Mr. Kimball a worthy young man met with a serious accident! He was run over by his oxen & wagon with 700 ft of boards, the wagon passing over the abdomen. Poor fellow. The Lord be with him!
Warm, for several days the Thermometer has stood at about 100°. at M! to day also!
Worked with Wm. E.P. making fence (his) ¾ day, on little Peninsula & his bottom. Am troubled with a lame side—Must lay aside more.
Ellen rode up to Mr Trafton’s to visit Kimball, the man so badly injured,-- is no better. Call from Brs Gill & Shattuck.
hoed in the garden a little. Cannot do much owing to a pain in my side. Warm
Hoed 2 rows of potatoes. Call from Messrs Wilson & Wells, who helped me cultivate my garden field of potatoes & corn.
A.M. made a frame for musketoe bar, & winnowed corn for milling P.M. sent 2 Bu Corn to mill by W.E.P. planted, pumpkin, Neally Squash, watermelons & cantelopeseed. A severe wind with some rain.
Letters from Mrs. E. B. Howe, C.F.A. Dodge, Z-e.
Mr Kimball the young man so badly injured last monday, died this P.M. A great loss to our little community!
Last Sabbath went to Br Shattuck’s to class. Ellen rode to the city & attended meeting. I wrote to M.A.D. Z-- & commenced a letter to R. Allyn.
Most of the week I have spent, hoeing potatoes & corn in the garden lot. Planted over corn also some egg beans & broom corn.
125 Dragoons passed from Ft. Riley bound to Lawrence, as one of the soldiers raid to escort home the Border Ruffians! To day we learn that the territory is under martial law—that Shannon & all other officers that were concerned in burning Lawrence are dismissed.—Pierce is backing down! Letters from L. H. Whitney, L. P. Lincoln & C. L. Eastman Ellen B. Buddington Eastman. Almost too good news to be true! C. Sumner has been knocked down in the Senate Chamber. Slavery must settle for this! She is fast filling up her cup of iniquity! The Lord speedily sent her down-fall!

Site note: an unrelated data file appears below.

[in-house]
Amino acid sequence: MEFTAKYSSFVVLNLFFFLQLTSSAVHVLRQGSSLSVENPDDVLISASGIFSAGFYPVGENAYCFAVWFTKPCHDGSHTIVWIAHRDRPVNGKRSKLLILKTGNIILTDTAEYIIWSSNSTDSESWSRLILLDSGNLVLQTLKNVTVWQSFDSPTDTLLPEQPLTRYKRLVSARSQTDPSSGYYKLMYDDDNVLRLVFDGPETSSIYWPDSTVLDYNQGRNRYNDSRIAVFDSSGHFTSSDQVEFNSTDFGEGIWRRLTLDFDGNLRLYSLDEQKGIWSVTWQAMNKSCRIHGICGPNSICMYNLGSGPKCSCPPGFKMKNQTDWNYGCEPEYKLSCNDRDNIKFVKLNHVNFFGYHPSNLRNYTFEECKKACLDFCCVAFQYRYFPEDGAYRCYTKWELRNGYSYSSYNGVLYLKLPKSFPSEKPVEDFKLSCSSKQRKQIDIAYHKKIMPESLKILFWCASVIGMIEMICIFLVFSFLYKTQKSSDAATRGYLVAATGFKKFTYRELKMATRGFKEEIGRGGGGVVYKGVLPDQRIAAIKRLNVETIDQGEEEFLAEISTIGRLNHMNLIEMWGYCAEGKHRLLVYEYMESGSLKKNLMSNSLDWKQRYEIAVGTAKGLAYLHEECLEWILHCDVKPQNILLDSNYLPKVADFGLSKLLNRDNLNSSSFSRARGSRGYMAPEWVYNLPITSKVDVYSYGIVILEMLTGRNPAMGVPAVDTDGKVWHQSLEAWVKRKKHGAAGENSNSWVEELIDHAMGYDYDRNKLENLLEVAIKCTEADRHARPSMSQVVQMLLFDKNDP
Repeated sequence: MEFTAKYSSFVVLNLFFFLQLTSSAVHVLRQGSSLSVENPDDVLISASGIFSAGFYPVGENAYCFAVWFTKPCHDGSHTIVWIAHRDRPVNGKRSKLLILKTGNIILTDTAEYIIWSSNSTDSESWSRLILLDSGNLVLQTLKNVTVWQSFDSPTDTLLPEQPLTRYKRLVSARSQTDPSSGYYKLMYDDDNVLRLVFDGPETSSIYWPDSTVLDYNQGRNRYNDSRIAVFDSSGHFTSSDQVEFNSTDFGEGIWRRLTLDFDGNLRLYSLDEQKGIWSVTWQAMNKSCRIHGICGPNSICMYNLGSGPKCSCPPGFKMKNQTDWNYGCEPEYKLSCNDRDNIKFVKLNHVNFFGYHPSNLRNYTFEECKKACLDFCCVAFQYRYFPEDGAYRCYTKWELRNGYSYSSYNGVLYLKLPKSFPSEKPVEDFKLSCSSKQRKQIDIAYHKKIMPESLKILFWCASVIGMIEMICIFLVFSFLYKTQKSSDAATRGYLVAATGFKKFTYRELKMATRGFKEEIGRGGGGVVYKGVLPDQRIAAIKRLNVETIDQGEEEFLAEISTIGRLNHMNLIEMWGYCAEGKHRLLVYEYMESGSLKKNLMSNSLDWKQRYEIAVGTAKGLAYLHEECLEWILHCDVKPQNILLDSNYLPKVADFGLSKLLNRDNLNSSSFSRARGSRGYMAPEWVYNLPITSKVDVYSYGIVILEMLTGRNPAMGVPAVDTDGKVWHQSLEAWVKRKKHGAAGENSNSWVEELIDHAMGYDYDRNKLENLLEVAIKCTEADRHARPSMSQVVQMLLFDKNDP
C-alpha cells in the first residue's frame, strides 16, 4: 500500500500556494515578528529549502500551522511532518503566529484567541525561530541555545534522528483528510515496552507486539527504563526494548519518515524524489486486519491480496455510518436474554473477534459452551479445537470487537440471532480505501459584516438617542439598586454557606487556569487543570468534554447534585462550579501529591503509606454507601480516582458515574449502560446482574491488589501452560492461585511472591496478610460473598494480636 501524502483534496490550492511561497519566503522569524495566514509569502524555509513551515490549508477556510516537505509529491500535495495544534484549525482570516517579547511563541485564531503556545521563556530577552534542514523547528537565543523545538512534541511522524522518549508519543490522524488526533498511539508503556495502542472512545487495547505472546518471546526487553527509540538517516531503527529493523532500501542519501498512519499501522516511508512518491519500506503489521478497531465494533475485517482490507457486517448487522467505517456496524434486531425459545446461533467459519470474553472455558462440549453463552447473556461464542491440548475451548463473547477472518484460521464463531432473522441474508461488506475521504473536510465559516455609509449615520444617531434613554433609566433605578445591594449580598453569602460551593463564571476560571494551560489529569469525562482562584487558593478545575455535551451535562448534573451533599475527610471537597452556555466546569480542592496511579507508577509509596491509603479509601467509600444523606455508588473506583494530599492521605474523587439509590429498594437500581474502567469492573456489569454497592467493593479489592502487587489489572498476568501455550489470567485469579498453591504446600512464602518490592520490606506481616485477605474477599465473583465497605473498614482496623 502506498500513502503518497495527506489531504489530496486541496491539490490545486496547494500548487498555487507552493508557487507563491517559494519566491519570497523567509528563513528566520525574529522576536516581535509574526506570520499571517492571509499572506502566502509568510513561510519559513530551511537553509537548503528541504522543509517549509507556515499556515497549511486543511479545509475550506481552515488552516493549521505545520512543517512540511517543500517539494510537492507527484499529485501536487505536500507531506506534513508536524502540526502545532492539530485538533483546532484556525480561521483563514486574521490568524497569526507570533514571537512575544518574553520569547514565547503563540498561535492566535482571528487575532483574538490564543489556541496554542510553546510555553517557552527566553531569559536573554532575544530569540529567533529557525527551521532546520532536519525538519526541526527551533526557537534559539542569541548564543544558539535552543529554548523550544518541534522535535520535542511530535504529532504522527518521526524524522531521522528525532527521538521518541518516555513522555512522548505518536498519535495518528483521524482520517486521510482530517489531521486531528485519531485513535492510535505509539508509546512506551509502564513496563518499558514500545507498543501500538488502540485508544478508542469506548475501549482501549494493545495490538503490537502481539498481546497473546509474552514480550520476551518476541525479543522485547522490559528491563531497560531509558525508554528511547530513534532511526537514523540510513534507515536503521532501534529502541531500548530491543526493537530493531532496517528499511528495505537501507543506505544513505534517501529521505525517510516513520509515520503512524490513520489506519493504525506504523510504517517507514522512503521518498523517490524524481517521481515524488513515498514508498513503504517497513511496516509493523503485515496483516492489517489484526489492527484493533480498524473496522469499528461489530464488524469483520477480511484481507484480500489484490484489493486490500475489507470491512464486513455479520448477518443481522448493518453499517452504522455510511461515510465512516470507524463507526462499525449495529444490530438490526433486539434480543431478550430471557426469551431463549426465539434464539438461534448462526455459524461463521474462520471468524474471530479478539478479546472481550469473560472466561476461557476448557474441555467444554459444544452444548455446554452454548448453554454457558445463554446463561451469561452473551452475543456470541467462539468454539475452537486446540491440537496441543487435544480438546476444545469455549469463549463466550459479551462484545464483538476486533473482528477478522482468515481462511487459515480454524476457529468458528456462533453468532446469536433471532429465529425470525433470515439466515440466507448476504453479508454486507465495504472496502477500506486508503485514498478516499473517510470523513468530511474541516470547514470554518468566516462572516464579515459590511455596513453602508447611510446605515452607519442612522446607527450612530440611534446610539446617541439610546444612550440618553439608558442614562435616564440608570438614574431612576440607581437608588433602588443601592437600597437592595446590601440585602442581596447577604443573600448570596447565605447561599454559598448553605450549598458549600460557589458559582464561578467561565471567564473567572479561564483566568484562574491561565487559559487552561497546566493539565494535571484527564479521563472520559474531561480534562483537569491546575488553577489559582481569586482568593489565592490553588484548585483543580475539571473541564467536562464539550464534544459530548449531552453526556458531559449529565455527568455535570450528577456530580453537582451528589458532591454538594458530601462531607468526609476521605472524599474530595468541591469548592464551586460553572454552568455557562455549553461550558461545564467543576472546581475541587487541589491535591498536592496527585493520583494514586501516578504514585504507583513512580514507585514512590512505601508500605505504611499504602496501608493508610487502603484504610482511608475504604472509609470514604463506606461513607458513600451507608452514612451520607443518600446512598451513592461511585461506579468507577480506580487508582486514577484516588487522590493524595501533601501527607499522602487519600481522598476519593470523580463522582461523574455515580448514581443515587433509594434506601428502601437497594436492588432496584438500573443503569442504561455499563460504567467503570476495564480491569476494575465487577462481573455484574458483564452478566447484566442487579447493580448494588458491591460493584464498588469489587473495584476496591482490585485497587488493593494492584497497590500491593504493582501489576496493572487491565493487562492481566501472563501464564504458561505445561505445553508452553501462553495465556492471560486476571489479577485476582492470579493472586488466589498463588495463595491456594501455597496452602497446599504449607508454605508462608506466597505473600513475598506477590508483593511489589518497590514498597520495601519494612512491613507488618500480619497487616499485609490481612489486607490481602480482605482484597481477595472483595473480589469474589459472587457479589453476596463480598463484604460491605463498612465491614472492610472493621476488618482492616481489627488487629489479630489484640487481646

Finished a letter to Br R. Allyn, & wrote to mother.
My cow had a “tantram” which hindered me several hours. a little rain.
A.M. quite rainy. A great desideratum just now. Set out some cabbages.
[June 17, 1856 to November 13, 1856, inclusive, are missing from this book.]
A pleasant day. Mr. McCullom picked corn. I have done more today than any day for 6 weeks. I seem to be gaining strength finely. Buried some cabbages & turnips & covered up peach & apple trees with Brush to keep off cattle. No letters today; only a Herald of Freedom. Settled with Mr Blake. He is pretty sharp! Joseph D. is gaining.
Picked corn dug potatoes &c. Am gaining strength daily. Bless the Lord! Beautiful weather for gathering crops.
Another beautiful Sabbath. I had hoped to spend it quietly & have done so, save some 2 hours driving off cattle from my corn. Read some & rested. Called on Br Denison with Ellen. Find him much better. Wrote in the Evening to Br Jotham.
Cold. Dug potatoes & picked corn. Settled with T. Shattuck who leaves tomorrow. Made out a transfer of his title to his claim to Mr. Kimbal. Rec’d. several notes to collect. Gave him a writing showing an exchange of land between us. Have done quite a day’s work. Made out papers for Br Shattuck for the sale of his claim & a power of Attorney.
Picked corn. Could not dig potatoes owing to the depth of the frost. Called at Br. Denison’s; found him better. Br Shattuck left this morning with his family for Michigan.
Finished picking my 5 acre piece of corn across the creek. P. M. had potatoes dug. Found them badly frozen. Have my log cabin full of corn. A light shower or two during the day & rain during the evening. Call from Mr Houston. Talk about the survey of claims & our boundaries.
Mr. McCullom left this morning. Mr. Powers remains & digs potatoes at the halves. Rode to the city & called on W.E.P. Lucinda sick again with chills, Etta has a fever. With Br. Denison called on Gen Pomroy at Br Barnes. Dined with him. Has covered the city with 2 floats. This will save much trouble from evil disposed men. Saw Mr Woodworth—he leaves next Saturday. Governmental Surveyors men at work in the city. Have written on to Jotham to forward $200. to pay for my claim. Sorted potatoes. Br. Wm. E. has commenced drawing logs Quite windy in the middle of the day.